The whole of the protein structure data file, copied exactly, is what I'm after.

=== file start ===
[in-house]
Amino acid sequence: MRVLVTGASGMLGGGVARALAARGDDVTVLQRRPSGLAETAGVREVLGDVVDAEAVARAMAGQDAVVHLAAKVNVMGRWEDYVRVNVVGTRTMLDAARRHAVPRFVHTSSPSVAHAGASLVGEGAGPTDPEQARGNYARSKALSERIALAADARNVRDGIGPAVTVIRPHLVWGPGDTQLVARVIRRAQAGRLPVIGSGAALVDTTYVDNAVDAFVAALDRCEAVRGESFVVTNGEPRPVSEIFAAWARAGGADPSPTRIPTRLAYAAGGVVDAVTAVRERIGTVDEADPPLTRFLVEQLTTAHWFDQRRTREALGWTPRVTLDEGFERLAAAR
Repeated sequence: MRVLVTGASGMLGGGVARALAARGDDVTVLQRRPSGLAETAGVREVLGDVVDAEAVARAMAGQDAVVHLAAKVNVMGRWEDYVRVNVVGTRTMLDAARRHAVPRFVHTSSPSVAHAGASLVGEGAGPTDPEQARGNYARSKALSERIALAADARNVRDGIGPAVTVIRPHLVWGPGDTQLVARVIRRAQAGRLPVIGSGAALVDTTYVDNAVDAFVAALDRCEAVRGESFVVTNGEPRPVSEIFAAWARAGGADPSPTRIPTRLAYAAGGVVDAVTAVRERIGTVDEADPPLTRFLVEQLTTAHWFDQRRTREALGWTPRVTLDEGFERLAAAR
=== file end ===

[in-house]
Amino acid sequence: MRVLVTGASGMLGGGVARALAARGDDVTVLQRRPSGLAETAGVREVLGDVVDAEAVARAMAGQDAVVHLAAKVNVMGRWEDYVRVNVVGTRTMLDAARRHAVPRFVHTSSPSVAHAGASLVGEGAGPTDPEQARGNYARSKALSERIALAADARNVRDGIGPAVTVIRPHLVWGPGDTQLVARVIRRAQAGRLPVIGSGAALVDTTYVDNAVDAFVAALDRCEAVRGESFVVTNGEPRPVSEIFAAWARAGGADPSPTRIPTRLAYAAGGVVDAVTAVRERIGTVDEADPPLTRFLVEQLTTAHWFDQRRTREALGWTPRVTLDEGFERLAAAR
Repeated sequence: MRVLVTGASGMLGGGVARALAARGDDVTVLQRRPSGLAETAGVREVLGDVVDAEAVARAMAGQDAVVHLAAKVNVMGRWEDYVRVNVVGTRTMLDAARRHAVPRFVHTSSPSVAHAGASLVGEGAGPTDPEQARGNYARSKALSERIALAADARNVRDGIGPAVTVIRPHLVWGPGDTQLVARVIRRAQAGRLPVIGSGAALVDTTYVDNAVDAFVAALDRCEAVRGESFVVTNGEPRPVSEIFAAWARAGGADPSPTRIPTRLAYAAGGVVDAVTAVRERIGTVDEADPPLTRFLVEQLTTAHWFDQRRTREALGWTPRVTLDEGFERLAAAR